Personally, I’m a really (really) busy mom, and while sometimes I cook up a storm, I can’t always guarantee home cooking, nor can I ensure that the kids will eat their painstakingly prepared school lunches. (One with mustard and one with BBQ sauce). When they were babies I knew if they were eating too many carrots and squash because they’d have an orange hue to their skin. Now, I have no idea if their calcium levels are adequate, their iron is ok and in Canada (especially on the East coast this year) I can pretty much guarantee that the kids have a vitamin D deficiency. Research shows that up to 85% of people do not have adequate vitamin D levels and Vitamin D deficiency is at its peak after the winter season.
Our family has been taking Iron Kids and Adult Essentials gummies for a few months, and we are all loving it. With a wide selection of nut and gluten-free options, I give them a few per day based on what their diet has been like recently. The multivitamin is great, but usually I toss them a calcium as well. IronKids Calcium is also fortified with vitamin D to ensure that your kids can absorb and utilize the calcium they need for bones and teeth. Calcium intake can decrease significantly without daily intake of vitamin D
The boys won’t leave the house until they’ve had their vitamin treats, and they compare shapes and flavours with each other in delight. This begins my day knowing that I’ve covered the bases in case they forget to eat their lunch because the school soccer game is too distracting, and my stress level about their nutrition has been dramatically reduced.
We have a summer full of sailing, golf, soccer and tennis so the whole family needs all the nutrients we can get!
You can learn lots more about nutrition and health on the Iron Kids website, and they also have a great bi-weekly newsletter!
Disclosure: I am part of the Life Science Nutritionals blogger program with Influence Central and I receive special perks as part of my affiliation with this group. The opinions on this blog are my own.
In my house we call it go-geet. We also call muffins cupcakes. Do you see a pattern? (besides teaching the kids horrific spelling?) Yes, I try to convince the kids that the healthy desserts are actually sinful. We recently sampled the new iögo 0% yogurt with stevia extract, a100% natural origin calorie-free sweetener. They loved it. They took it for school lunches, ate it after dinner and I popped it into smoothies.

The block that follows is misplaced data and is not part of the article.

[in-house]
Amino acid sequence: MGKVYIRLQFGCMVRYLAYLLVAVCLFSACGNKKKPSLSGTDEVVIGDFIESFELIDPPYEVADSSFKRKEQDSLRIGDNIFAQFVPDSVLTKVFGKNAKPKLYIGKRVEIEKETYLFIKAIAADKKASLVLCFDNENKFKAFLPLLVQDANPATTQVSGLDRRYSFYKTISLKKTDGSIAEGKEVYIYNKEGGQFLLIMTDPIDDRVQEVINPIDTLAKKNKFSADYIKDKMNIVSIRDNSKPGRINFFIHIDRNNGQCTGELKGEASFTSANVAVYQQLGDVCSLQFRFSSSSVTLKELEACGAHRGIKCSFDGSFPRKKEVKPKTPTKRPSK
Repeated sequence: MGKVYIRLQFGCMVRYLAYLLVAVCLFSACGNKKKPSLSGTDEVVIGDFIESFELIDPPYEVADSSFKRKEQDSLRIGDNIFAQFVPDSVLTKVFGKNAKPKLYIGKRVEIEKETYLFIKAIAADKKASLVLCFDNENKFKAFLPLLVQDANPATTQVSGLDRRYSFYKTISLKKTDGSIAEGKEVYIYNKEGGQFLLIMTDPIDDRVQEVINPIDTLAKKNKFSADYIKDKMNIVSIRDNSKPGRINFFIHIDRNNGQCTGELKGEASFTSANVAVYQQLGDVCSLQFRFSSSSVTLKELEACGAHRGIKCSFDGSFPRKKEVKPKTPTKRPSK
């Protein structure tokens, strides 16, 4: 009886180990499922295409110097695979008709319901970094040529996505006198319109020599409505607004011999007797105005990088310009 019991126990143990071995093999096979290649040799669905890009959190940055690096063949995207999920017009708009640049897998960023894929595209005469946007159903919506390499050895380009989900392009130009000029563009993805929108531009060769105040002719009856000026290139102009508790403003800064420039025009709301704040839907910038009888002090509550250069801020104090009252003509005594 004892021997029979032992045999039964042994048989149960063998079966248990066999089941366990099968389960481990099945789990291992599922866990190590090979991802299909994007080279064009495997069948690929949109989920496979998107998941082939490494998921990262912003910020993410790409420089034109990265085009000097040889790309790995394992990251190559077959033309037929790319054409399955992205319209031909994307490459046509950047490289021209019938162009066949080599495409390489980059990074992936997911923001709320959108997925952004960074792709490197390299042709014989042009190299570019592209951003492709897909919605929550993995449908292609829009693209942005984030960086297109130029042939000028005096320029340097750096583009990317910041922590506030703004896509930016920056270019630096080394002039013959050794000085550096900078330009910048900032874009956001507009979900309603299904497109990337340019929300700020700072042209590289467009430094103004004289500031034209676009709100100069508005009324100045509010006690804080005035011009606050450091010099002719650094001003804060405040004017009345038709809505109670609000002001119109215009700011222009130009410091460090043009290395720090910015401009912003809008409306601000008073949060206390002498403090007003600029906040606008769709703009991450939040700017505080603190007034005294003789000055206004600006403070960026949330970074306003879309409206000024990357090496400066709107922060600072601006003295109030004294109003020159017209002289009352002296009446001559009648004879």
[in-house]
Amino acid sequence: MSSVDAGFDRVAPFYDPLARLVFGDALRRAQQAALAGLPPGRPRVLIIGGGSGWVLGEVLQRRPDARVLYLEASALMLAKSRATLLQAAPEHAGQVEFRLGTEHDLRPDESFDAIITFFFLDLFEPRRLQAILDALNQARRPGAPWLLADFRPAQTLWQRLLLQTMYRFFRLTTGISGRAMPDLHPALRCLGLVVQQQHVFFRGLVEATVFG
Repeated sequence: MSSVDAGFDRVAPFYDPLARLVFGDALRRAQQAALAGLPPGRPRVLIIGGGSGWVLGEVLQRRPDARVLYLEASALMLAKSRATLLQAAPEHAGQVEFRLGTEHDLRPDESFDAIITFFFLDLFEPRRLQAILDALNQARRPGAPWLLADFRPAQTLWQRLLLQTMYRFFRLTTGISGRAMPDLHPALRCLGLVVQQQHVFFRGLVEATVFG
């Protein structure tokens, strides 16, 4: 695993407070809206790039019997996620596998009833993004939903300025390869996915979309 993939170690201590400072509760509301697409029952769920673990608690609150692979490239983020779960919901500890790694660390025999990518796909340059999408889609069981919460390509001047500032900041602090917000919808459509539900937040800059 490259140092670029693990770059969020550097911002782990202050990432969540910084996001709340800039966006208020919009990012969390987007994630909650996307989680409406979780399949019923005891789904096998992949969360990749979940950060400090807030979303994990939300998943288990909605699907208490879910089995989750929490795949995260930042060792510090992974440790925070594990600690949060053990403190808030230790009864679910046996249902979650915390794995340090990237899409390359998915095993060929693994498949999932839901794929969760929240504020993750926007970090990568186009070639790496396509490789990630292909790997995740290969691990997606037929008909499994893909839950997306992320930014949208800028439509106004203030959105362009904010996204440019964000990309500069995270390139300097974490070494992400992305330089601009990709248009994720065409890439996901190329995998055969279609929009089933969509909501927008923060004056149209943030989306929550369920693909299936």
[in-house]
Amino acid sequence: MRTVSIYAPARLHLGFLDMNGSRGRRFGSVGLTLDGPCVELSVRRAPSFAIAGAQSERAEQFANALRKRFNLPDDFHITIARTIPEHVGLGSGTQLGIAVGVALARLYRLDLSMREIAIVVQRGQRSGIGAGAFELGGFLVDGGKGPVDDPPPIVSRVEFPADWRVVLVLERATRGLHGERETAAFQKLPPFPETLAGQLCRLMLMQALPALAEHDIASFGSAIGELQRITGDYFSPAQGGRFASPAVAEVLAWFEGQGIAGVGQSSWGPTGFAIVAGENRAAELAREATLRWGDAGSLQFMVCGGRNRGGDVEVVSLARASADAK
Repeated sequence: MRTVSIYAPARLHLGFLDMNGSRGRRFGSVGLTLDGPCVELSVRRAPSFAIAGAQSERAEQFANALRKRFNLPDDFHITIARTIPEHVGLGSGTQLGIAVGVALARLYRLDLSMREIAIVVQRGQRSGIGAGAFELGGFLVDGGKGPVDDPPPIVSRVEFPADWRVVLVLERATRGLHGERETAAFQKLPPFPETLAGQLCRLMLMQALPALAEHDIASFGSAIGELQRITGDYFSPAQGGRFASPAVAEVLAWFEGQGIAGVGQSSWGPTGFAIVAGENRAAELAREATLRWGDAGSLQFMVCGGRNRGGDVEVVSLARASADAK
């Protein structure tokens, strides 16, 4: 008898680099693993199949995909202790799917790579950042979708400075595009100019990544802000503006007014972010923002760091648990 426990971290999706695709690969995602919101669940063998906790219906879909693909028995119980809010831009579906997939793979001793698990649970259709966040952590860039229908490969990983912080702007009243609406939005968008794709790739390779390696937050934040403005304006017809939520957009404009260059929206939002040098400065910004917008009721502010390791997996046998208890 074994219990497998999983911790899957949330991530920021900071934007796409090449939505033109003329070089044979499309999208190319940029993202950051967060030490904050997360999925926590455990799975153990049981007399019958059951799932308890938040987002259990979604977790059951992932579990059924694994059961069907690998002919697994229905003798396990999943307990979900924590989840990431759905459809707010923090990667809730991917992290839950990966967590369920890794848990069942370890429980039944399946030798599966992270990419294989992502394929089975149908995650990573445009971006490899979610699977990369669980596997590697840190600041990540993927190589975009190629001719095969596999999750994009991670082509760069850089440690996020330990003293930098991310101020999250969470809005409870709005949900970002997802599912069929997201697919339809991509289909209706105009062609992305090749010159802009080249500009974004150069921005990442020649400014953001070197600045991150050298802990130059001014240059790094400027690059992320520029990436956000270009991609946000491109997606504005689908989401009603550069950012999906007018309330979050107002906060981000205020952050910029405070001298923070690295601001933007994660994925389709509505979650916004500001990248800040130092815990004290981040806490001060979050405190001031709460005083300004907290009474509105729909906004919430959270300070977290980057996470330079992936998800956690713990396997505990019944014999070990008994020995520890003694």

Thankfully, according to the FDA and Health Canada, you can’t overdose on stevia extract. Stevia extract is a 100% natural origin calorie-free sweetener made from the leaves of the stevia plant. It’s manufacturing process is the same as for natural flavours. Known first as the “sweet herb”, stevia is a native plant of Paraguay, South America and is 200 to 300 times sweeter than white sugar. When used in very small quantities, stevia extract can replace a portion of the sugar generally used in food products. As of November 2012, Health Canada approved the use of stevia extract in Canada. This agency established the safety of stevia extract as a food additive.
iögo 0% with stevia extract is free of fat, gelatin, colours and artificial flavours. It comes in the flavours of raspberry, blueberry, vanilla and mango-passion fruit. So have your cupcakes with go-geet. We won’t tell.
I had a panic attack last week about the kids going back to school. Our summer has been hot and full of learning. Also a fair bit of goofing off. And now I must think about fall clothes, proper shoes and (ugh)… school lunches. Healthy school lunch ideas for picky eaters are hard to come by, so we’ve scoured our resources and assembled a comprehensive list for you.